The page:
We propose and study a class-expansioninnovationloss model of genome evolution taking into account biological roles of genes and their constituent domains. In our model, numbers of genes in different functional categories are coupled to each other. For example, an increase in the number of metabolic enzymes in a genome is usually accompanied by addition of new transcription factors regulating these enzymes. Such coupling can be thought of as a proportional 'recipe' for genome composition of the type 'a spoonful of sugar for each egg yolk'. The model jointly reproduces two known empirical laws: the distribution of family sizes and the non-linear scaling of the number of genes in certain functional categories (e.g. transcription factors) with genome size. In addition, it allows us to derive a novel relation between the exponents characterizing these two scaling laws, establishing a direct quantitative connection between evolutionary and functional categories. It predicts that functional categories that grow faster-than-linearly with genome size to be characterized by flatter-than-average family size distributions. This relation is confirmed by our bioinformatics analysis of prokaryotic genomes. This proves that the joint quantitative trends of functional and evolutionary classes can be understood in terms of evolutionary growth with proportional recipes. © The Author(s) 2011. Published by Oxford University Press. Source


Javer A.,University of Cambridge | Long Z.,University of Minnesota | Nugent E.,University of Cambridge | Grisi M.,University of Cambridge | And 7 more authors.
Nature Communications | Year: 2013

In bacteria, chromosomal architecture shows strong spatial and temporal organization, and regulates key cellular functions, such as transcription. Tracking the motion of chromosomal loci at short timescales provides information related to both the physical state of the nucleo-protein complex and its local environment, independent of large-scale motions related to genome segregation. Here we investigate the short-time (0.1-10 s) dynamics of fluorescently labelled chromosomal loci in Escherichia coli at different growth rates. At these timescales, we observe for the first time a dependence of the loci's apparent diffusion on both their subcellular localization and chromosomal coordinate, and we provide evidence that the properties of the chromosome are similar in the tested growth conditions. Our results indicate that either non-equilibrium fluctuations due to enzyme activity or the organization of the genome as a polymer-protein complex vary as a function of the distance from the origin of replication. © 2013 Macmillan Publishers Limited. All rights reserved. Source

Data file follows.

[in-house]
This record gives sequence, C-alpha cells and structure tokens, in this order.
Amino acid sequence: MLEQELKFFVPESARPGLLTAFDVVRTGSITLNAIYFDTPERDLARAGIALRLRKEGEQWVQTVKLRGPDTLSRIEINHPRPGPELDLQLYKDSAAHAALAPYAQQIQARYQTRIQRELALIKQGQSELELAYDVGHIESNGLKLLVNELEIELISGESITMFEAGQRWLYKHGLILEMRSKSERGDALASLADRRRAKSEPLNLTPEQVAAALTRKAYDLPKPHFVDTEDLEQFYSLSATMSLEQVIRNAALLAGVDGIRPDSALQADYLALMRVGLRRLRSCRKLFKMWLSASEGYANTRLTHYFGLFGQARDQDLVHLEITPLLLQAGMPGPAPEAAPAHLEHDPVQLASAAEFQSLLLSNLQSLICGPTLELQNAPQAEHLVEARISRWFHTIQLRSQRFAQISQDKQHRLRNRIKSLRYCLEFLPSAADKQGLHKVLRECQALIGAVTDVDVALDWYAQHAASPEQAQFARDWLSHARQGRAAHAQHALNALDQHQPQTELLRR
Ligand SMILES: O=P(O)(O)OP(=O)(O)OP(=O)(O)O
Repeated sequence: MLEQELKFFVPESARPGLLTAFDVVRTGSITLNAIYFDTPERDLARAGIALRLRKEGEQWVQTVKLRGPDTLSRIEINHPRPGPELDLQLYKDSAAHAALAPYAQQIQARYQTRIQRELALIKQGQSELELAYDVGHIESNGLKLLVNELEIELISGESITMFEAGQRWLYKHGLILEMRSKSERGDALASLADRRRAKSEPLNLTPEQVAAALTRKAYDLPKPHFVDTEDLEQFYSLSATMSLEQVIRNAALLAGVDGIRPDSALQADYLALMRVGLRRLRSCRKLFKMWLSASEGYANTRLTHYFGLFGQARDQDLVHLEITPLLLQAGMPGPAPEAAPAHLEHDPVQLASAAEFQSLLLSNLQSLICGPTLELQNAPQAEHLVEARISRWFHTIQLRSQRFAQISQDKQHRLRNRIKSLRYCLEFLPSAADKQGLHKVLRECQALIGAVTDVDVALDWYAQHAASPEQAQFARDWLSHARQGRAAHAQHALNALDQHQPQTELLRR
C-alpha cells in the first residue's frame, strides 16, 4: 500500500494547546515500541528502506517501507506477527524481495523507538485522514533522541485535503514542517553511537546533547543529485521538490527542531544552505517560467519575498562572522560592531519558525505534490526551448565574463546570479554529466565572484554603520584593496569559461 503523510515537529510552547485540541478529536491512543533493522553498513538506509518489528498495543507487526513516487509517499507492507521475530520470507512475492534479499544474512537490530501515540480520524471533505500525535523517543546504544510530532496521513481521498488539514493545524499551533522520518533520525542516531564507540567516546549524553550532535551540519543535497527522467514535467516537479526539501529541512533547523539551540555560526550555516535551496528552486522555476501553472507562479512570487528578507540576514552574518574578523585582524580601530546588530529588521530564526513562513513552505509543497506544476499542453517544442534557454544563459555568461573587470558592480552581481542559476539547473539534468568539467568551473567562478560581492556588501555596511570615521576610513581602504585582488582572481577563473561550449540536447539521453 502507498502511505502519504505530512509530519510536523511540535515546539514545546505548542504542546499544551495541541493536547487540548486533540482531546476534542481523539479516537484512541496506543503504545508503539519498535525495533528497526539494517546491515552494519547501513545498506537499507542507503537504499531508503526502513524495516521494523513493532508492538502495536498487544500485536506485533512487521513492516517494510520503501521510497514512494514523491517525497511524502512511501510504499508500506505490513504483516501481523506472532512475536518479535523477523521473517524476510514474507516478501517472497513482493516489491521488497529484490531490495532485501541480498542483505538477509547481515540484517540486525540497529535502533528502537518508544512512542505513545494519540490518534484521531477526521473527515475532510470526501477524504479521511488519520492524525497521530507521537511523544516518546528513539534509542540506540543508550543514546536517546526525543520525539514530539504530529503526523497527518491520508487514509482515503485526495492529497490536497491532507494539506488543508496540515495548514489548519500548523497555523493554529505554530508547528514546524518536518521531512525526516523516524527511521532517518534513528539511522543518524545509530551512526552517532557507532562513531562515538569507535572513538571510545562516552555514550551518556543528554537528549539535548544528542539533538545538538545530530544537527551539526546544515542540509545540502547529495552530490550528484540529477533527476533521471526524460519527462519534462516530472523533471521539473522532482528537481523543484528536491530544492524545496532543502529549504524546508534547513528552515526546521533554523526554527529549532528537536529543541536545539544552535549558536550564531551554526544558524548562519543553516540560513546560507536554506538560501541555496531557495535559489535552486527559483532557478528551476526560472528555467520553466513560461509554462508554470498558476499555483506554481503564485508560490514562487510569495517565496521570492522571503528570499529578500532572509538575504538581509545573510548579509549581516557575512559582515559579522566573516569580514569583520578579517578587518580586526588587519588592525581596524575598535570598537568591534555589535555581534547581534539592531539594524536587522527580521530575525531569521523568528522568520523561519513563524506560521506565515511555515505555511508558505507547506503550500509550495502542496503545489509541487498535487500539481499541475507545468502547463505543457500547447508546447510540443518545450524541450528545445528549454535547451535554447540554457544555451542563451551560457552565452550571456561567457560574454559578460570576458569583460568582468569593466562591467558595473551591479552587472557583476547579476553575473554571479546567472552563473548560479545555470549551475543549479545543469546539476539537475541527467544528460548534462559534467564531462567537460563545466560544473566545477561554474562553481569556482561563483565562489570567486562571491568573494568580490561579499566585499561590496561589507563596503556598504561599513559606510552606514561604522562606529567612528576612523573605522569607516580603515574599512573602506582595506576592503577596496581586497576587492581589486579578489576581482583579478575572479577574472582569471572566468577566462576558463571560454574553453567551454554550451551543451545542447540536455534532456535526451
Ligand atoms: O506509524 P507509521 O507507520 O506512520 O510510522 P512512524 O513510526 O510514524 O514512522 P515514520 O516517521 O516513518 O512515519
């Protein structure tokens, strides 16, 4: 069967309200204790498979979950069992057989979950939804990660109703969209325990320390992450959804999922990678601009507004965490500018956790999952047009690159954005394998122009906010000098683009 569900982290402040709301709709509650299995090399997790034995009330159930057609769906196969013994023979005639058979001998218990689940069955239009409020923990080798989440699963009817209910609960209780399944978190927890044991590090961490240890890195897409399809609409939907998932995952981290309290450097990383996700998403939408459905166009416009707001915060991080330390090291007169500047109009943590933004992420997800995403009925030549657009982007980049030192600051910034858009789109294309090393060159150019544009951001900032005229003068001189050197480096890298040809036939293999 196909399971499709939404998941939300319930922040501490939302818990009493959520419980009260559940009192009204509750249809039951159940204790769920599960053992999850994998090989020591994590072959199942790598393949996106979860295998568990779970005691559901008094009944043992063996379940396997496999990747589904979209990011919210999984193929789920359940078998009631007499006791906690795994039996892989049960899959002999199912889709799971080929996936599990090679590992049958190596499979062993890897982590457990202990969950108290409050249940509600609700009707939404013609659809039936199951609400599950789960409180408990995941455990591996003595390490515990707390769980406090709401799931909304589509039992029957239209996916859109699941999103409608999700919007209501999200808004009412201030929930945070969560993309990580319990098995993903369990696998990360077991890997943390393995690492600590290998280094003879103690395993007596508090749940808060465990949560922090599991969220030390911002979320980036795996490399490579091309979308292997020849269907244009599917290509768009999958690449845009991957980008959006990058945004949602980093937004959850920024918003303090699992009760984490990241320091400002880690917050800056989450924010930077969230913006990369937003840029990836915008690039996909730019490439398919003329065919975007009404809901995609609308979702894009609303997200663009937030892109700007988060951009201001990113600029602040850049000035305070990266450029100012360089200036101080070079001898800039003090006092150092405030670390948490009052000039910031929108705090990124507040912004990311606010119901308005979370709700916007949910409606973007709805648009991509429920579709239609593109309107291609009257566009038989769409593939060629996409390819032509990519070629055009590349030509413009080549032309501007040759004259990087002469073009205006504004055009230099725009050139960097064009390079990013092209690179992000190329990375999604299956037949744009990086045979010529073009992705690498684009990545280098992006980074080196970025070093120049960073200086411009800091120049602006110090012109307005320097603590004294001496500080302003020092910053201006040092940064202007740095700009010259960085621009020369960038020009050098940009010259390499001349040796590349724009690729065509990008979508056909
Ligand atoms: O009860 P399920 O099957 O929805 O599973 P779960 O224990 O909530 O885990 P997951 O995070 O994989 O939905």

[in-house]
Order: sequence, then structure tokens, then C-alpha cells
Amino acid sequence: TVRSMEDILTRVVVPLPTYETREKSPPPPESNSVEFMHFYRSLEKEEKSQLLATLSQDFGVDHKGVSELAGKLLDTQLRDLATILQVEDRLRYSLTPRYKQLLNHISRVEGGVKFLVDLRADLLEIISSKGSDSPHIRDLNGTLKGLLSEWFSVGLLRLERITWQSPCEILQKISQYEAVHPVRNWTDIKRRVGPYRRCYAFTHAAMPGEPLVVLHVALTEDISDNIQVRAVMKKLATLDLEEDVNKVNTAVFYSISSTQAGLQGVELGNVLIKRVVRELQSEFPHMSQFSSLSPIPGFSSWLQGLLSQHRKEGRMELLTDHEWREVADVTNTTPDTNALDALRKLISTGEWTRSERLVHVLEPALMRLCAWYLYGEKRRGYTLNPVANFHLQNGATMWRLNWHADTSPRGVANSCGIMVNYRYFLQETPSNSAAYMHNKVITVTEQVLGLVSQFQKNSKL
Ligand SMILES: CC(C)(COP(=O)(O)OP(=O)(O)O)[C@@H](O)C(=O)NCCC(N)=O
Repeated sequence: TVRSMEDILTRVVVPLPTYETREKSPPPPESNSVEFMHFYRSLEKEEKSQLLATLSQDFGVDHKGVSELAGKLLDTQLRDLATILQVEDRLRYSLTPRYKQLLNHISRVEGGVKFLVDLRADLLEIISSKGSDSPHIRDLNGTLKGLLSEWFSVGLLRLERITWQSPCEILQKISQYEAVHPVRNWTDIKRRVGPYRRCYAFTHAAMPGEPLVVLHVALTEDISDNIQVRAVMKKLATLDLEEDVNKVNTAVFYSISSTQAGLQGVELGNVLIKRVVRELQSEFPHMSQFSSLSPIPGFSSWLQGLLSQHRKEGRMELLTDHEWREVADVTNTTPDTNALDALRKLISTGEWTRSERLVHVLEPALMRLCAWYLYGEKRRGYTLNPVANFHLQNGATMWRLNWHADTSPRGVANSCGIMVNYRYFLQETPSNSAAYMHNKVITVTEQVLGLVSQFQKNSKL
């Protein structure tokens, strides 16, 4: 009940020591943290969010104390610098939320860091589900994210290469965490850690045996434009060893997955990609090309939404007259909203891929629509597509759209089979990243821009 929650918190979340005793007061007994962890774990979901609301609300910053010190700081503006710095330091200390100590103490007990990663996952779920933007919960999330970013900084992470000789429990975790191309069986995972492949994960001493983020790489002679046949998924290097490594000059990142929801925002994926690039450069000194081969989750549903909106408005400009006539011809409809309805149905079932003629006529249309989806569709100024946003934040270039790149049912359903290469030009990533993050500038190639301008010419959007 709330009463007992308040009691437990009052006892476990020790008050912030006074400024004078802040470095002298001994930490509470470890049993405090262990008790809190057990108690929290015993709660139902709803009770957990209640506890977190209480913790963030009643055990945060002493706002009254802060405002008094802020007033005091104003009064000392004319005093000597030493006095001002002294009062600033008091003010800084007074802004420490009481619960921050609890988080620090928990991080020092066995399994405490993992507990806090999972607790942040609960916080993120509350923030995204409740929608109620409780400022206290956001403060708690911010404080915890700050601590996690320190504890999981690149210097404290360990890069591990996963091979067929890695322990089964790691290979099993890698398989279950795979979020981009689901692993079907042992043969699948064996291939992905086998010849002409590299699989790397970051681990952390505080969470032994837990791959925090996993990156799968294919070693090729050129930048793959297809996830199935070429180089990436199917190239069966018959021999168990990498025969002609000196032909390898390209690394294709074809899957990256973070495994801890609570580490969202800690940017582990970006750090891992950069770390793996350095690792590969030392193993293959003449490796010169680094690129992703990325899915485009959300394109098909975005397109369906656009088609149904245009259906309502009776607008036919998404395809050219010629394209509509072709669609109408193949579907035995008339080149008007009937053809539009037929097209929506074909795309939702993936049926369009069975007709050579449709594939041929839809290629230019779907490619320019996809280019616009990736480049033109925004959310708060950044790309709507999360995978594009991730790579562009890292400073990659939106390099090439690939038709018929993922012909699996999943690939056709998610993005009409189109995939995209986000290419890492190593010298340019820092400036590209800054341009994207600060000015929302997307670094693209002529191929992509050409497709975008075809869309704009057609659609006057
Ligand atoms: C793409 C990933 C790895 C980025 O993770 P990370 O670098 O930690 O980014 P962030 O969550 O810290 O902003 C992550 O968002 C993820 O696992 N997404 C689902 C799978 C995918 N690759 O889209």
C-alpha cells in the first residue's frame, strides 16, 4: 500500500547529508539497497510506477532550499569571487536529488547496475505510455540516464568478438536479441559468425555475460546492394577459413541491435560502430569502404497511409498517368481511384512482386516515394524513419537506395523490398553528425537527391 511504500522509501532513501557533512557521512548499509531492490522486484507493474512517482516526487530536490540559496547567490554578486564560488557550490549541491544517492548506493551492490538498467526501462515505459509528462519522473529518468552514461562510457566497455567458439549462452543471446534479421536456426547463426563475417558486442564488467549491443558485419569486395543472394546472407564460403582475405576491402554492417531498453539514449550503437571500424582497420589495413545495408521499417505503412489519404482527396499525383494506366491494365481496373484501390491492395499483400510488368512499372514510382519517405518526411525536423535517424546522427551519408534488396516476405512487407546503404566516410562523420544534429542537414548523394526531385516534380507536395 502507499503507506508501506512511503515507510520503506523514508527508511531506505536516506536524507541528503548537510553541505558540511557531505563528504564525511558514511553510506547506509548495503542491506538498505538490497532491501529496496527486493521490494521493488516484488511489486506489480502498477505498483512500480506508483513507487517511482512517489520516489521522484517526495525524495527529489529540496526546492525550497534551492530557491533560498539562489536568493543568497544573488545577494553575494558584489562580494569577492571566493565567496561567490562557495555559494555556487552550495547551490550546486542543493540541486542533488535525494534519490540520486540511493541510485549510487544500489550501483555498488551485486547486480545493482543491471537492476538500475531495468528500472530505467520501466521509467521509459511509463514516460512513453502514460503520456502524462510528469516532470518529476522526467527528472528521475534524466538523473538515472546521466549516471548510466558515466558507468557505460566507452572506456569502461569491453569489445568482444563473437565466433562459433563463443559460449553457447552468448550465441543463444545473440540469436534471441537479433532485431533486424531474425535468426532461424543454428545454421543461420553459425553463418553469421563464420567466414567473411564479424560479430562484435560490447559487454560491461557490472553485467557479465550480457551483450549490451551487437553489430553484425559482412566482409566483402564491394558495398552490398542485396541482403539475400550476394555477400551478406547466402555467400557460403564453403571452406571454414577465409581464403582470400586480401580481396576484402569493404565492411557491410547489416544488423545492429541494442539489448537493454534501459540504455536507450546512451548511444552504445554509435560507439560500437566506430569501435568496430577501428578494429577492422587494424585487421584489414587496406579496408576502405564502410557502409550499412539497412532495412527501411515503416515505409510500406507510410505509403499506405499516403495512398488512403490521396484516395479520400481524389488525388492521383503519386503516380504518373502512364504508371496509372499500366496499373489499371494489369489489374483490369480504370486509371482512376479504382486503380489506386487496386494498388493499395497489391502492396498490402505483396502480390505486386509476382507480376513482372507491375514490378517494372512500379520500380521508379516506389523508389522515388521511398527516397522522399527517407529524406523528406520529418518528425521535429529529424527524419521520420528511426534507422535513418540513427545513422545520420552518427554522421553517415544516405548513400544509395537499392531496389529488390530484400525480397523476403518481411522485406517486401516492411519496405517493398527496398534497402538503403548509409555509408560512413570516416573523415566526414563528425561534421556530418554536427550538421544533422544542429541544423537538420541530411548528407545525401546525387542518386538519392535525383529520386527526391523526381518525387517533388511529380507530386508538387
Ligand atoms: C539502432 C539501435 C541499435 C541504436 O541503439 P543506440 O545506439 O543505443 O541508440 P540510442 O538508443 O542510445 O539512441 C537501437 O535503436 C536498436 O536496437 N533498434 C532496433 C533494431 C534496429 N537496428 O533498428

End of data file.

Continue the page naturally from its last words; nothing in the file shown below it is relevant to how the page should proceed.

Rotondo P.,University of Milan | Cosentino Lagomarsino M.,CNRS Laboratory of Computational and Quantitative Biology | Viola G.,Chalmers University of Technology | Viola G.,RWTH Aachen
Physical Review Letters | Year: 2015

Using an approach inspired from spin glasses, we show that the multimode disordered Dicke model is equivalent to a quantum Hopfield network. We propose variational ground states for the system at zero temperature, which we conjecture to be exact in the thermodynamic limit. These ground states contain the information on the disordered qubit-photon couplings. These results lead to two intriguing physical implications. First, once the qubit-photon couplings can be engineered, it should be possible to build scalable pattern-storing systems whose dynamics is governed by quantum laws. Second, we argue with an example of how such Dicke quantum simulators might be used as a solver of "hard" combinatorial optimization problems. © 2015 American Physical Society. Source